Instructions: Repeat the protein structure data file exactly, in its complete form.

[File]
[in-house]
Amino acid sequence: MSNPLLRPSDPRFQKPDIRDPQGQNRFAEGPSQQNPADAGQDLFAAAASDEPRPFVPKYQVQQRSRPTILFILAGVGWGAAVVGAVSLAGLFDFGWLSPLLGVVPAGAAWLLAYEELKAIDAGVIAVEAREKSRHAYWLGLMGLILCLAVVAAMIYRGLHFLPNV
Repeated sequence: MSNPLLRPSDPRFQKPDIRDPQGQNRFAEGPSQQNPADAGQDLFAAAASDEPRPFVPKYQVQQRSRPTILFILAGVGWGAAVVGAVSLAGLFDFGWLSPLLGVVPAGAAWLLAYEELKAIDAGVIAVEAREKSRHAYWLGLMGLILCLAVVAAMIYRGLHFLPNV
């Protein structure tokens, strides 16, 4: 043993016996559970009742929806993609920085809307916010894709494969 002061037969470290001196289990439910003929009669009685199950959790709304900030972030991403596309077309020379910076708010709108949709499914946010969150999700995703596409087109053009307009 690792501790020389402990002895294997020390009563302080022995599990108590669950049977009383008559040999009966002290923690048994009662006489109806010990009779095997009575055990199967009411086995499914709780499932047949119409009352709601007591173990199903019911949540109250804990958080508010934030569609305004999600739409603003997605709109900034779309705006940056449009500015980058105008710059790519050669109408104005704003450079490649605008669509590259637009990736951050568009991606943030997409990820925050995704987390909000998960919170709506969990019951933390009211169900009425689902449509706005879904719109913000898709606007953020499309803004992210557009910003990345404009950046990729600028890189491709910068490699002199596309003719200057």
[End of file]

[in-house]
Amino acid sequence: MSNPLLRPSDPRFQKPDIRDPQGQNRFAEGPSQQNPADAGQDLFAAAASDEPRPFVPKYQVQQRSRPTILFILAGVGWGAAVVGAVSLAGLFDFGWLSPLLGVVPAGAAWLLAYEELKAIDAGVIAVEAREKSRHAYWLGLMGLILCLAVVAAMIYRGLHFLPNV
Repeated sequence: MSNPLLRPSDPRFQKPDIRDPQGQNRFAEGPSQQNPADAGQDLFAAAASDEPRPFVPKYQVQQRSRPTILFILAGVGWGAAVVGAVSLAGLFDFGWLSPLLGVVPAGAAWLLAYEELKAIDAGVIAVEAREKSRHAYWLGLMGLILCLAVVAAMIYRGLHFLPNV
């Protein structure tokens, strides 16, 4: 043993016996559970009742929806993609920085809307916010894709494969 002061037969470290001196289990439910003929009669009685199950959790709304900030972030991403596309077309020379910076708010709108949709499914946010969150999700995703596409087109053009307009 690792501790020389402990002895294997020390009563302080022995599990108590669950049977009383008559040999009966002290923690048994009662006489109806010990009779095997009575055990199967009411086995499914709780499932047949119409009352709601007591173990199903019911949540109250804990958080508010934030569609305004999600739409603003997605709109900034779309705006940056449009500015980058105008710059790519050669109408104005704003450079490649605008669509590259637009990736951050568009991606943030997409990820925050995704987390909000998960919170709506969990019951933390009211169900009425689902449509706005879904719109913000898709606007953020499309803004992210557009910003990345404009950046990729600028890189491709910068490699002199596309003719200057």